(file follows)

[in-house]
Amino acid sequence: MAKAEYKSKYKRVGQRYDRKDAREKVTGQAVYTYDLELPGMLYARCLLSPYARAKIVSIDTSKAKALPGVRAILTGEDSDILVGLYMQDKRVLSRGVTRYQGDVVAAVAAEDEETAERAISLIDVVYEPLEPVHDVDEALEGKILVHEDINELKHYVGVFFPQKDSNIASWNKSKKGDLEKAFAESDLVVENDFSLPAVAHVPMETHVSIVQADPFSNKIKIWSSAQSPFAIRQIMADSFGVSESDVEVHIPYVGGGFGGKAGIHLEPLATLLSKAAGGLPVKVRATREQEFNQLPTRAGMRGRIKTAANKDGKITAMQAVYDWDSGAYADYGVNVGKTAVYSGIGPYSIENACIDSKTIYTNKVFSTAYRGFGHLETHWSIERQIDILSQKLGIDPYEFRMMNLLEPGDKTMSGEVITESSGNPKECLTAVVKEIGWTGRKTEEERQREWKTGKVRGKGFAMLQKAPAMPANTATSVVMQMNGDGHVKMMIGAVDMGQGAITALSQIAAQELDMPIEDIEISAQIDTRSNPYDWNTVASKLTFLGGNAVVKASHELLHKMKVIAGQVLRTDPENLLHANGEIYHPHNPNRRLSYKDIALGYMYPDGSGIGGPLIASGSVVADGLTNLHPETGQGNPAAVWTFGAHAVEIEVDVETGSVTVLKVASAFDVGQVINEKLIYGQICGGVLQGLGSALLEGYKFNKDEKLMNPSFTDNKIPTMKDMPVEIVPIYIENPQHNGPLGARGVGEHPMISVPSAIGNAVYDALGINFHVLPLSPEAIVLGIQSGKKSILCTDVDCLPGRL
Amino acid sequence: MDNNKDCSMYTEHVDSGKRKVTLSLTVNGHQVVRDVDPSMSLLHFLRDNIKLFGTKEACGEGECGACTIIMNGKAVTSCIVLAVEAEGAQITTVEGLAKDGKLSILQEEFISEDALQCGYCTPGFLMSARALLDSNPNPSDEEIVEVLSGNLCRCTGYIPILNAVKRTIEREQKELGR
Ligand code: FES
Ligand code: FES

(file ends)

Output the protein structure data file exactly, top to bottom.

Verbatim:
[in-house]
Amino acid sequence: MAKAEYKSKYKRVGQRYDRKDAREKVTGQAVYTYDLELPGMLYARCLLSPYARAKIVSIDTSKAKALPGVRAILTGEDSDILVGLYMQDKRVLSRGVTRYQGDVVAAVAAEDEETAERAISLIDVVYEPLEPVHDVDEALEGKILVHEDINELKHYVGVFFPQKDSNIASWNKSKKGDLEKAFAESDLVVENDFSLPAVAHVPMETHVSIVQADPFSNKIKIWSSAQSPFAIRQIMADSFGVSESDVEVHIPYVGGGFGGKAGIHLEPLATLLSKAAGGLPVKVRATREQEFNQLPTRAGMRGRIKTAANKDGKITAMQAVYDWDSGAYADYGVNVGKTAVYSGIGPYSIENACIDSKTIYTNKVFSTAYRGFGHLETHWSIERQIDILSQKLGIDPYEFRMMNLLEPGDKTMSGEVITESSGNPKECLTAVVKEIGWTGRKTEEERQREWKTGKVRGKGFAMLQKAPAMPANTATSVVMQMNGDGHVKMMIGAVDMGQGAITALSQIAAQELDMPIEDIEISAQIDTRSNPYDWNTVASKLTFLGGNAVVKASHELLHKMKVIAGQVLRTDPENLLHANGEIYHPHNPNRRLSYKDIALGYMYPDGSGIGGPLIASGSVVADGLTNLHPETGQGNPAAVWTFGAHAVEIEVDVETGSVTVLKVASAFDVGQVINEKLIYGQICGGVLQGLGSALLEGYKFNKDEKLMNPSFTDNKIPTMKDMPVEIVPIYIENPQHNGPLGARGVGEHPMISVPSAIGNAVYDALGINFHVLPLSPEAIVLGIQSGKKSILCTDVDCLPGRL
Amino acid sequence: MDNNKDCSMYTEHVDSGKRKVTLSLTVNGHQVVRDVDPSMSLLHFLRDNIKLFGTKEACGEGECGACTIIMNGKAVTSCIVLAVEAEGAQITTVEGLAKDGKLSILQEEFISEDALQCGYCTPGFLMSARALLDSNPNPSDEEIVEVLSGNLCRCTGYIPILNAVKRTIEREQKELGR
Ligand code: FES
Ligand code: FES